up to one's nostrils

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hard to get named

New Member
Chinese
The lad is medicated up to his nostrils

Does ”up to his nostrils” have the same meaning as ”extremely” in the sentence above?
 
  • DaylightDelight

    Senior Member
    Japanese - Tokyo
    Yes, I think so. Imagine a boy-shaped balloon and fill it with medicines from its feet up to its nose -- I hope you'd get the picture.
     

    velisarius

    Senior Member
    British English (Sussex)
    Do you have a source for this phrase, htgn? :) Or is it something you are writing?

    I would use "He's medicated/drugged up to his eyeballs."
     

    pob14

    Senior Member
    American English
    Do you have a source for this phrase, htgn? :) Or is it something you are writing?

    I would use "He's medicated/drugged up to his eyeballs."
    And I would use "up to his ass," or "up to his elbows" if I didn't want the vulgarity. There are probably dozens of things you can be "up to."
     

    hard to get named

    New Member
    Chinese
    it is from a piece of review for the novel The Bear And The Dragon, the original sentence goes as follows:

    Power is delightful, and absolute power should be absolutely delightful--but not when you're the most powerful man on earth and the place is ticking like a time bomb. Jack Ryan, CIA warrior turned U.S. president, is the man in the hot seat, and in this vast thriller he's up to his nostrils in crazed Asian warlords, Russian thugs, nukes that won't stay put, and authentic, up-to-the-nanosecond technology as complex as the characters' motives are simple.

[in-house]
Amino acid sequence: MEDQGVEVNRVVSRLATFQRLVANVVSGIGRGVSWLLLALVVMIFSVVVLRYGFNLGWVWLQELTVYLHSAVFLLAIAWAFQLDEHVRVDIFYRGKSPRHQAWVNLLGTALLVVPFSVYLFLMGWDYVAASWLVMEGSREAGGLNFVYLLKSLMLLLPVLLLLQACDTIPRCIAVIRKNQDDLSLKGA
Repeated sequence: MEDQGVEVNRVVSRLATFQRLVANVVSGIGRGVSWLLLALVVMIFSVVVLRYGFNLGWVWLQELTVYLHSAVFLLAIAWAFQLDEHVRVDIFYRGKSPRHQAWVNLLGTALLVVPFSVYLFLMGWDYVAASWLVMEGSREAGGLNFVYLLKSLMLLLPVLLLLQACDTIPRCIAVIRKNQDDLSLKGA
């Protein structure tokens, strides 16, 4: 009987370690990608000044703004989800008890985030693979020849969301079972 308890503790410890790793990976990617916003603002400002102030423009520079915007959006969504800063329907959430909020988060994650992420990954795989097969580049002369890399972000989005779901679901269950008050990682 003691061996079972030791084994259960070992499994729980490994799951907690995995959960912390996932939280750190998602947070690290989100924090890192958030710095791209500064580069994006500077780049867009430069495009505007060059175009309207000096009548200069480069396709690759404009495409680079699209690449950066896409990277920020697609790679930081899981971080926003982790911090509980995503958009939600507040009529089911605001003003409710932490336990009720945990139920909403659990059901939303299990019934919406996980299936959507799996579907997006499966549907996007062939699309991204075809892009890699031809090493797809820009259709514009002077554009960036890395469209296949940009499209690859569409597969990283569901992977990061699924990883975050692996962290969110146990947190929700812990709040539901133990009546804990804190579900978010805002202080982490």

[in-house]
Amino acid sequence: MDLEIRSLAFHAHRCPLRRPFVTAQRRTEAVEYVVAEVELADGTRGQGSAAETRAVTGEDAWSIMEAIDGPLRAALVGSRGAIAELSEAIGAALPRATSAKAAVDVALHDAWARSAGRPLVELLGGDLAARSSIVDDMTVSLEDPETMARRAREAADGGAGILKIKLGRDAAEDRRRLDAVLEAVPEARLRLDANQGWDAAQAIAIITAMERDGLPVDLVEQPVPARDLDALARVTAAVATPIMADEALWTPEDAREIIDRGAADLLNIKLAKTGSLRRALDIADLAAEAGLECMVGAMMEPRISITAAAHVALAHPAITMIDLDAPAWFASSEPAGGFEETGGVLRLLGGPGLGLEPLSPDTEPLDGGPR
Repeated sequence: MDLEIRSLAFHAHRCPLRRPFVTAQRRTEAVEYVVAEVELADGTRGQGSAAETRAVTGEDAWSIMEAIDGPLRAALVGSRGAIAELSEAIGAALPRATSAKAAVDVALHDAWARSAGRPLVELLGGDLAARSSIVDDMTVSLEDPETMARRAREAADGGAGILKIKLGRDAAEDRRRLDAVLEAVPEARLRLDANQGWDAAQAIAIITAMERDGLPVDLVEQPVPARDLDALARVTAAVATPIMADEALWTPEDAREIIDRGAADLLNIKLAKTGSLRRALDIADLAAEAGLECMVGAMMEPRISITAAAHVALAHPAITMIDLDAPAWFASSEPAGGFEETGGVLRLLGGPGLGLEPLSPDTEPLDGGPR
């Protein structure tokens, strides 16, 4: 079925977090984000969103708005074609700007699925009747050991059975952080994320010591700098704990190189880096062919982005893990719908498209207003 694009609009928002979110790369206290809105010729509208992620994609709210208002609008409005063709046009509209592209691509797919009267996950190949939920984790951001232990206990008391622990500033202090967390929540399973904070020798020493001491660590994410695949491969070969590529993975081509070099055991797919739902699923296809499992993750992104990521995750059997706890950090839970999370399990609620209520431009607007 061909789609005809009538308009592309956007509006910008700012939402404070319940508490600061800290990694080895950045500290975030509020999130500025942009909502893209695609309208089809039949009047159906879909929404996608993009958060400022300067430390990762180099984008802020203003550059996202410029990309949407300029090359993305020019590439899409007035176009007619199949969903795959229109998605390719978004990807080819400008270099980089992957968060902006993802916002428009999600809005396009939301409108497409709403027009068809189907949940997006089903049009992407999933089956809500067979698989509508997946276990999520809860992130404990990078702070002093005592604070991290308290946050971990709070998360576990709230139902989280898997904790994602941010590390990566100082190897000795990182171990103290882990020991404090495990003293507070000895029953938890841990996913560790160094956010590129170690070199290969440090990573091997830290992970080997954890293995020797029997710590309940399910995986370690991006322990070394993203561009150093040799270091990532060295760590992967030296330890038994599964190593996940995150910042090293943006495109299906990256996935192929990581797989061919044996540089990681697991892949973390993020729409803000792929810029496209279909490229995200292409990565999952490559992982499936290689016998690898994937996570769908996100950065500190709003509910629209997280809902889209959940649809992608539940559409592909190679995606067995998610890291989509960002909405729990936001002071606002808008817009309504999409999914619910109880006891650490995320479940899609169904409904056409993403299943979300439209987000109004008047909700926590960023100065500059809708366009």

so, does it mean "extremely" or "very much", is it used to emphasis something?
     

    velisarius

    Senior Member
    British English (Sussex)
    "Up to his nostrils in" (something dangerous) suggests to me an image of someone in danger of drowning - only his nostrils are above water.

    I could paraphrase it as "almost submerged/overwhelmed by".
     

    Pernickety

    Member
    English - Ireland
    I would say it's a version of 'up to his eyeballs' which usually means almost at breaking point. You could be up to your eyeballs in debt = so much debt that you might not ever pay it off. You could be up to your eyeballs in nappies (when you have a small baby)= almost submerged. So, in your example, it does mean 'extremely' but the register is very familiar/colloquial, whereas 'extremely' is formal language.
     

    DaylightDelight

    Senior Member
    Japanese - Tokyo
    I think maybe I was picturing it wrongly in my #2.
    I was picturing it as "being filled with medications up to his nostrils/eyeballs" but I wonder if it is more along the lines of "to be buried in medications up to his nostrils/eyeballs".
     

    exgerman

    Senior Member
    NYC
    English but my first language was German
    I would say it's a version of 'up to his eyeballs' which usually means almost at breaking point. You could be up to your eyeballs in debt = so much debt that you might not ever pay it off. You could be up to your eyeballs in nappies (when you have a small baby)= almost submerged. So, in your example, it does mean 'extremely' but the register is very familiar/colloquial, whereas 'extremely' is formal language.
    :thumbsup::thumbsup::thumbsup:
     
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